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Ask the Expert: Tips for Starting a Houseplant Collection


Ask the Expert: Tips for Starting a Houseplant Collection

September 10, 2015

When I asked Alea Joy Bessey, co-owner of Solabee Flowers and Botanicals in Oregon, how she first became interested in houseplants, I knew straight away that she was a woman after my own heart. Even as a child, Alea says, she would collect woodland botanicals to bring indoors: “I’ve always been fascinated by the living world and having plants in my home. They are beautiful, and make a room feel healthy and alive. Over the years I have refined my taste and found that I take great joy from the learning process that comes from caring for them and seeing them thrive.”

I decided to tap into Alea’s experience with houseplants and ask her a few questions about how to get a houseplant collection started.

Photographs from Solabee.


Above: An assortment of houseplants at Solabee’s Kenton shop. With business partner Sarah Helmstetter, Alea has opened two Solabee shops: one in Kenton, Oregon and the other in the heart of downtown Portland.


GD: Any rules of thumb for selecting houseplants?

AB:  During the actual selection process, it’s important to look the plant over really closely. Make sure there are not pests and that the plant seems strong and healthy. I also check to see if there is any new growth; that’s a good sign that the plant itself is strong, giving you a better shot at success. While you are shopping, it’s also important to keep in mind the type of plant you are purchasing and look into the ideal soil you’ll need for repotting. The needs for succulents and cactus are very different than those of ferns and begonias. A little planning when you first get your plant will go a long way in its overall health when you bring it home.


GD: What are some of the first things that people should consider when choosing houseplants? Light conditions? Space? Personal taste?

JB: There are a lot of factors involved in picking the plant that will be best for your space, and more important, thrive in the environment you can give it. After all, a healthy plant is a beautiful plant no matter the type. The first thing I always ask my clients is about the light they can provide. There are beautiful options for both full sun windows as well as lower light areas. All plants do need some level of light however (we are actually asked quite often about this)! Once you know that, the rest of the factors (care, personal taste) can be navigated quite easily by the staff at your local nursery or plant shop.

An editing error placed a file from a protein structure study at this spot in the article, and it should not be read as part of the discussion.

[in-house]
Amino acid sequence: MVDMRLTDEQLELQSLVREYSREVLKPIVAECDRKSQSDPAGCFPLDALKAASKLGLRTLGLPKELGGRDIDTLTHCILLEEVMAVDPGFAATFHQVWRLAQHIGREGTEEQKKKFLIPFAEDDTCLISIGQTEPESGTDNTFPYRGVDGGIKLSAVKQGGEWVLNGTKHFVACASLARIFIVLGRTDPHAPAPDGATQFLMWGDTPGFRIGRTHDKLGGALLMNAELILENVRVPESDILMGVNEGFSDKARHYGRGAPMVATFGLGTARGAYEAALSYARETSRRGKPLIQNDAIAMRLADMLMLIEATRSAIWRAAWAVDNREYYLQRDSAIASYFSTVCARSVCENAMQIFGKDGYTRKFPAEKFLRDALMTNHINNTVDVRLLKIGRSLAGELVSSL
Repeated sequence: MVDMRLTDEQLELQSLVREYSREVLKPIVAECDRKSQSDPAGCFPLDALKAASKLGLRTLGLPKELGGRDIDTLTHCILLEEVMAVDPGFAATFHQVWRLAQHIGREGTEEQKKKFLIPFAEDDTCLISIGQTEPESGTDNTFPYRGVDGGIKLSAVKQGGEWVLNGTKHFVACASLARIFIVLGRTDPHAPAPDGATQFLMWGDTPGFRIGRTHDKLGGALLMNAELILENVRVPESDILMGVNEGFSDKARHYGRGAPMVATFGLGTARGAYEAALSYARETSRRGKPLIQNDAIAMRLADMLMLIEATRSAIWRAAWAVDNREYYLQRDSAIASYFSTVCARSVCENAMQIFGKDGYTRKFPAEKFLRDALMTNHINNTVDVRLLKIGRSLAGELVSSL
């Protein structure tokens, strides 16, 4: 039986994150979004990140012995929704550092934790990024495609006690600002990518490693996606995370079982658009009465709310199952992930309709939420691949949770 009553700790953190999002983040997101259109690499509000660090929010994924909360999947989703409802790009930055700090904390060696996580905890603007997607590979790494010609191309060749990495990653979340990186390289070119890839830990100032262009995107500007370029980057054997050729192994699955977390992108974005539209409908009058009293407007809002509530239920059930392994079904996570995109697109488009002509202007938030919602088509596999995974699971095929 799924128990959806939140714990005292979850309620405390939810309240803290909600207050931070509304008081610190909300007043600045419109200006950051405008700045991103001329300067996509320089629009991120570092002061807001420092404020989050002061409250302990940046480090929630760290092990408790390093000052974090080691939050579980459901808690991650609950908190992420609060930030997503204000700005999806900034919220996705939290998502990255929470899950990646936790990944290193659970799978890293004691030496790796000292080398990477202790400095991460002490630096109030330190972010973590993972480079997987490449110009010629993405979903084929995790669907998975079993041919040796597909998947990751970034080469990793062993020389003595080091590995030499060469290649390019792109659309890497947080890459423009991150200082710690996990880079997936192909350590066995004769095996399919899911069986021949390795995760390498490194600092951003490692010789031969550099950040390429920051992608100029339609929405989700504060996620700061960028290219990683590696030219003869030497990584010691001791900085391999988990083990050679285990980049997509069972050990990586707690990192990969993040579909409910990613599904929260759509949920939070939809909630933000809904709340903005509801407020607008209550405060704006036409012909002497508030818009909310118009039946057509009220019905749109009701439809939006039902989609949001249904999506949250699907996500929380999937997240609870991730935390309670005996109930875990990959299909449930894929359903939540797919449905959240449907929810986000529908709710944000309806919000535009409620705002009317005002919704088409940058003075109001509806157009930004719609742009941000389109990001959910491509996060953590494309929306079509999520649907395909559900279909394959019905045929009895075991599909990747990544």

GD: If you could choose one houseplant for your own home, which would it be?

JB: I think I opened a plant shop initially because I couldn’t choose just one plant for my home and had an embarrassingly large collection! It’s such a big world, my current collection now spans the succulents, cactus, tropical, begonia, and fern worlds and is much paired down. I love the mix and the different needs of each. I don’t know one would ever be enough for me.

Looking for something specific? We suggest you let Fat Plants woo you. Or something a little bit old-school? This week we’re really pushing the African Violet.

Finally, get more ideas on how to plant, grow, and care for various houseplants with our Houseplants: A Field Guide.

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